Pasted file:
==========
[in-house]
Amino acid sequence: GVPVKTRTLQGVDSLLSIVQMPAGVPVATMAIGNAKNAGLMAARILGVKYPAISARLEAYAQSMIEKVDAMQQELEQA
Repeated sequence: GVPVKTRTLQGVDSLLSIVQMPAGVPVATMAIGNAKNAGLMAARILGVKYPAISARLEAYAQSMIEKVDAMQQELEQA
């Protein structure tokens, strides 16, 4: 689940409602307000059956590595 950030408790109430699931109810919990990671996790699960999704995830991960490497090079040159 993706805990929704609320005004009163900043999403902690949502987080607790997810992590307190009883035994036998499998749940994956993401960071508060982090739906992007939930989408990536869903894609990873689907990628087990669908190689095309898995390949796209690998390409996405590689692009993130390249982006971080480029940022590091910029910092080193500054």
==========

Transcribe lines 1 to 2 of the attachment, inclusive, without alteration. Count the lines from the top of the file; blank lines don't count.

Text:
[in-house]
Amino acid sequence: GVPVKTRTLQGVDSLLSIVQMPAGVPVATMAIGNAKNAGLMAARILGVKYPAISARLEAYAQSMIEKVDAMQQELEQA